Microsoft has deployed a patch for a vulnerability so critical that even older, unsupported versions of Windows are receiving it. On Tuesday, the company rolled out a fix for the PrintNightmare flaw, a problem that could allow an attacker to take over a compromised computer to install software, modify data and create new user accounts. Microsoft clearly considered the flaw so severe that it released the patch out of band this week rather than wait until next week’s July Patch Tuesday.
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Accessible through Windows Update, the patch is available for most versions of Windows for clients and servers, including Windows 7, 8.1 and 10, as well as Server 2004, 2008 and 2019.
The only versions without an available patch are Windows 10 Version 1607, Windows Server 2012, Windows Server 2012 (Server Core installation), Windows Server 2016 and Windows Server 2016 (Server Core installation). Microsoft said that these versions will be updated shortly after July 6.
Individual users should check Windows Update to download and install the patch, while organizations should deploy the update through their patch management system.
This overall problem has been complicated because it involved two different vulnerabilities with the Windows Print spooler, a service that queues up and manages print jobs. Known as CVE-2021-1675, the first flaw was patched through Microsoft’s June 2021 security updates.
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The second flaw, dubbed CVE-2021-34527 and nicknamed PrintNightmare, pointed to an issue in RpcAddPrinterDriverEx(), a function that lets users install or update a printer driver. Until Tuesday, July 6, this flaw was unpatched, leading Microsoft and the Cybersecurity and Infrastructure Security Agency to advise administrators to disable the Windows Print spooler service in domain controllers and systems not used for printing.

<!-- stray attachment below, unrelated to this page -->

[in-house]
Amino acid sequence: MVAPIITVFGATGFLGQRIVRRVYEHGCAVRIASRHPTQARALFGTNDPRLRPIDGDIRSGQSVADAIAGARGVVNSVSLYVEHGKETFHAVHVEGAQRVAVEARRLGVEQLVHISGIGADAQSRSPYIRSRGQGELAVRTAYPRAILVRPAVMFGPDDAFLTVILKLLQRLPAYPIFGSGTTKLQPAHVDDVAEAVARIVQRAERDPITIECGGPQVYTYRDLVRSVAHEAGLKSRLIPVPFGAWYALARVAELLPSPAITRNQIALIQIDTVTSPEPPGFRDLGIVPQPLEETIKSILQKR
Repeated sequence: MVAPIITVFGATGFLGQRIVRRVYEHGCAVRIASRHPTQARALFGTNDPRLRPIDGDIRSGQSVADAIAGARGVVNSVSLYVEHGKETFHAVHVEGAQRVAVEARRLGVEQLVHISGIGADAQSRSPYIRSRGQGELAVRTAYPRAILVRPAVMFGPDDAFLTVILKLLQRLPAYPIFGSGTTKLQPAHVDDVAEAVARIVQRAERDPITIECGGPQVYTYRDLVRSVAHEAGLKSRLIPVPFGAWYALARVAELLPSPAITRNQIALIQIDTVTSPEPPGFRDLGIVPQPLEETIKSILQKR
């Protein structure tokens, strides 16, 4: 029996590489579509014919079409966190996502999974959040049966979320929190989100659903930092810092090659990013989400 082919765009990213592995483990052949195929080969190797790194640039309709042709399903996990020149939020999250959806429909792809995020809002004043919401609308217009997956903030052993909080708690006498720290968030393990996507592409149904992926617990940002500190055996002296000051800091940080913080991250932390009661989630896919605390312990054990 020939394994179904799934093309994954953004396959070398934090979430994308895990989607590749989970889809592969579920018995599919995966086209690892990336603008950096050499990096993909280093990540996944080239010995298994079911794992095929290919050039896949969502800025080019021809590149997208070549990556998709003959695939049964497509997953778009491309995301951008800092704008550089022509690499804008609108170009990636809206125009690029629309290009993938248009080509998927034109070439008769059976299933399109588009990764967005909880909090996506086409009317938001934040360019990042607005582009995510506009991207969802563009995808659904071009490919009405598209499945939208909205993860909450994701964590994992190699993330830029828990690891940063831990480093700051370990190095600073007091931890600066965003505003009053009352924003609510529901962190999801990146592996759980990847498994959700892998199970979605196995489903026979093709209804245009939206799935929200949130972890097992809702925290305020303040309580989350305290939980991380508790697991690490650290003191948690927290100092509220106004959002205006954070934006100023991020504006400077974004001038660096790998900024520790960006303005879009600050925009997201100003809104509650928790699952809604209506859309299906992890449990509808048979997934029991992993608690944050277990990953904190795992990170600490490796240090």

The security update released on and after July 6 includes fixes for both flaws. Anyone unable to install the update is advised to check the FAQ section in CVE-2021-34527 for steps on protecting their systems from the vulnerability. Information on installing new printer drivers after applying the update is accessible in Microsoft’s KB5005010 support document.
Because both vulnerabilities exist in the 40 different versions of Microsoft Windows, companies and regular consumers are at risk, according to Dirk Schrader, global VP for security research at New Net Technologies. Attackers could infiltrate large organizations for data extraction and encryption and infect individual users to expand botnets or launch cryptomining networks, Schrader said.